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Giving Compass' Take:
• The MOOC revolution is here to stay and is helping students with their credentials as well as increasing learning opportunities and engagement for users.
• Are utilizing MOOCs effective online courses for higher ed students? Will most courses trend towards online learning in the near future?
• Read about the opportunities on the rise for global education technology.
Has the MOOC revolution come and gone? Or will the principles of the MOOC movement continue to influence higher ed? On Tuesday, April 10 the #DLNchat community got together to discuss and debate: How Have MOOCs Impacted Approaches to Student Learning?
“How many MOOCs have you signed up for and how many have you taken?” was the question first posed to the #DLNchat community by Aneesa Davenport, social media and analytics manager for EdSurge. Many admitted their completion rates were unimpressive, which may be representative for MOOC users overall.
One thing MOOCs may have taught us is that we need to challenge our measurements of student success across different platforms and education settings. “Instead of looking at completion rates, we should find out from learners whether a course met their needs. If you learned what you needed to know by reading one chapter of a book, did you ‘fail’ at reading it?”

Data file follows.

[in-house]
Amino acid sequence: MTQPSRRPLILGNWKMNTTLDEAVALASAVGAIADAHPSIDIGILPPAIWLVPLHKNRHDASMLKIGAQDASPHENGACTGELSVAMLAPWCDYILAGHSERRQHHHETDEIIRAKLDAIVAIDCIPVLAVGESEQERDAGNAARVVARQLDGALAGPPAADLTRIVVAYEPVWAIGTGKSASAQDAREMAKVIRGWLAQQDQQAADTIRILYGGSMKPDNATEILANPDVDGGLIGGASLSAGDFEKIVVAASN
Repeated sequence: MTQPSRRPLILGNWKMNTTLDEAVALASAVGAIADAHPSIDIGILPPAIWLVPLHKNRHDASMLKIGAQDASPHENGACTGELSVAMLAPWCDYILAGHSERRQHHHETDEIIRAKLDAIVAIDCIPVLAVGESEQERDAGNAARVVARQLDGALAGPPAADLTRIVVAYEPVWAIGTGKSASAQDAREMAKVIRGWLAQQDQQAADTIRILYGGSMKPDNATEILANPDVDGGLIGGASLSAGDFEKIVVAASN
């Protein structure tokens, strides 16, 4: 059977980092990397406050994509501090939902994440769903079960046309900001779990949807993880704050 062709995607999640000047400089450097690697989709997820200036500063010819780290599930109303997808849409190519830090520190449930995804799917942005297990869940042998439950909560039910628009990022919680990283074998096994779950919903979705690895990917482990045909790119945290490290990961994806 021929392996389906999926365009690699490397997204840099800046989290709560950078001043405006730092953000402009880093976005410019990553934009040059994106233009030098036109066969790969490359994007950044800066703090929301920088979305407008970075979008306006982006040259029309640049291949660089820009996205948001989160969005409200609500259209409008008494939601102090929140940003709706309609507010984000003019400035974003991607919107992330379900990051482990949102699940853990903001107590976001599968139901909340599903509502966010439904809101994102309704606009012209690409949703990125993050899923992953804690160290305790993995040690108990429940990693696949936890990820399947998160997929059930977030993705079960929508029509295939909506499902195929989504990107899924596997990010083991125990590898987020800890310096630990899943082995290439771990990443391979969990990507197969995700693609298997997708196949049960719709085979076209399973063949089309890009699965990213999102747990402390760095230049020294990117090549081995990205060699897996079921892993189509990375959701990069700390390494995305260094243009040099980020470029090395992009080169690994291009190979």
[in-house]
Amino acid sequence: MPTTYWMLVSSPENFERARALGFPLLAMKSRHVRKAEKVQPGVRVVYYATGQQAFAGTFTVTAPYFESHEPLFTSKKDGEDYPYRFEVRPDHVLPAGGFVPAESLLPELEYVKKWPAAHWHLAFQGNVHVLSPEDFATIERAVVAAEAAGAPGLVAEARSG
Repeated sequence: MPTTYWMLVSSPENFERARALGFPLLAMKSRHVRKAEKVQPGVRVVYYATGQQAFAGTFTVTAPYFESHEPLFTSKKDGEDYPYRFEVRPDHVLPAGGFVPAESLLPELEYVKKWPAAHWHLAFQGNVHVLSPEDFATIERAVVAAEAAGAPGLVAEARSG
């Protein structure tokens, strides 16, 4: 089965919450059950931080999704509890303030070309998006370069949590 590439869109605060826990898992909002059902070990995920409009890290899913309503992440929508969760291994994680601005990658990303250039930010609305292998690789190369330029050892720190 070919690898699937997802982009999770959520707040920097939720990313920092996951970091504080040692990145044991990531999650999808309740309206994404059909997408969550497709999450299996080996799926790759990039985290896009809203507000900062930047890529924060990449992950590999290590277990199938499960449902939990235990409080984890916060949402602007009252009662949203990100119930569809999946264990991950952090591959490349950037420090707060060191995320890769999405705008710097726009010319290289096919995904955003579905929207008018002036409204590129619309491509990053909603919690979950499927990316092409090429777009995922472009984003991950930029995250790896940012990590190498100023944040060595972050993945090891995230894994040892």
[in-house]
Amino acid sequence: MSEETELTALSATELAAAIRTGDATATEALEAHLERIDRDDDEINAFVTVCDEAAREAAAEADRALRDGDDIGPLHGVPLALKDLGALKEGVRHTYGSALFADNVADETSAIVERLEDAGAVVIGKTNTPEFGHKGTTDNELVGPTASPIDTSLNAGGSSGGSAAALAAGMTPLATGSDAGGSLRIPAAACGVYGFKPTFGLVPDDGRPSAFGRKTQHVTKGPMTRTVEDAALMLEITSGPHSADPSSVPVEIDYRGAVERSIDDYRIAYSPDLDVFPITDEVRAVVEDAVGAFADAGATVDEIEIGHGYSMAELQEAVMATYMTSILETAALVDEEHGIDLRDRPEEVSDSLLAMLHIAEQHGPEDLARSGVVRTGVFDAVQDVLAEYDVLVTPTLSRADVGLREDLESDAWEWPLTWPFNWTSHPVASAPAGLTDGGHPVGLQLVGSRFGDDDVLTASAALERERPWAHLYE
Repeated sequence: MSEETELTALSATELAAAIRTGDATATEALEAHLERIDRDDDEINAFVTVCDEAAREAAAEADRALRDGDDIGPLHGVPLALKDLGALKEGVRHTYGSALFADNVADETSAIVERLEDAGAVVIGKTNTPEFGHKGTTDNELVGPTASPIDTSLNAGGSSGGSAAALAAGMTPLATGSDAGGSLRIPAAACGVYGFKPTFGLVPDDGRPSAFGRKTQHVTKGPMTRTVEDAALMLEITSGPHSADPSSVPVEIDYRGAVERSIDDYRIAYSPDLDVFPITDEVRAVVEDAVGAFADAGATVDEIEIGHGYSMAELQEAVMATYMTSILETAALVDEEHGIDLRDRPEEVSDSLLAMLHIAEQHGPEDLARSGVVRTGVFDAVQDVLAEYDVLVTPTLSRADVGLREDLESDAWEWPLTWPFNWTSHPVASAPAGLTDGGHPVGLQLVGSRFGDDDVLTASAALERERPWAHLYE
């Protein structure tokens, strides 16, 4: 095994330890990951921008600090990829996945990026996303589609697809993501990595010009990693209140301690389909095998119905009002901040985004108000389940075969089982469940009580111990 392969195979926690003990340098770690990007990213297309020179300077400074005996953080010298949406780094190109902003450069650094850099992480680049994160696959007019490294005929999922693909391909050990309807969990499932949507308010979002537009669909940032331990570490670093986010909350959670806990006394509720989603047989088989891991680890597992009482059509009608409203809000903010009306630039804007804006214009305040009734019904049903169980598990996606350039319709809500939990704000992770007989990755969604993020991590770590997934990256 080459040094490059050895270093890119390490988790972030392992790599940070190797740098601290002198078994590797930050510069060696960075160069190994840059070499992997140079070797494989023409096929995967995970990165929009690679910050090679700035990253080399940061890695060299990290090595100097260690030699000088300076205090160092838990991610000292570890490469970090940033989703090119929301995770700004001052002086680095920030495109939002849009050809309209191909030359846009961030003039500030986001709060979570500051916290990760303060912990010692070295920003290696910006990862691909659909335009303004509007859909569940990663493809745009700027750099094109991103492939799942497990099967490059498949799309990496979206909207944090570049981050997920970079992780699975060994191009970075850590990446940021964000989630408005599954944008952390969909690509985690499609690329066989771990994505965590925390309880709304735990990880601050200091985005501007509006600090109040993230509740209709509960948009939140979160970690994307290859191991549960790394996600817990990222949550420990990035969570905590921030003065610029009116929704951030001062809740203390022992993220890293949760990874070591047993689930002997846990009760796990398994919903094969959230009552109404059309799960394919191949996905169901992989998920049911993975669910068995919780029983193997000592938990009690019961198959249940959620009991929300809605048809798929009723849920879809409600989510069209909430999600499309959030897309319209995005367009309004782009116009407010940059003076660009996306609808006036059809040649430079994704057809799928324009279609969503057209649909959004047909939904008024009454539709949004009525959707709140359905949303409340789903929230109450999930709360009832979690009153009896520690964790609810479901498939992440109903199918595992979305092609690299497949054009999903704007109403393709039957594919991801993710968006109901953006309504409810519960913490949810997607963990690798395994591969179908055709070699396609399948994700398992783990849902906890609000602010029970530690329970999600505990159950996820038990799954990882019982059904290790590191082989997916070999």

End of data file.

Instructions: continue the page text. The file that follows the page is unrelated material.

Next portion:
Cali Morrison pondered how many students are using MOOCs to supplement traditional instruction. Shah shared that his company, Class Central, found that almost half of the MOOC-takers they surveyed found some tangible benefit to their learning experience whether they completed the course or not.
Rolin Moe reminded us, "MOOCs are an opportunity to help learners fall in love with things they don't yet know they love. Every space to engage fits that bill. If we are writing off losing 4/5 of students, we are ignoring the places we failed to increase engagement and inspire, too.”
Will MOOCs continue to affect the way that learning experiences are designed and executed? Woods thinks so: “The MOOC movement will continue to impact higher ed: Better use of lecture time, flexibility in course delivery, innovative online content and new forms of credentials.”
Read the full article about MOOCs transforming learning by Michael Sano at EdSurge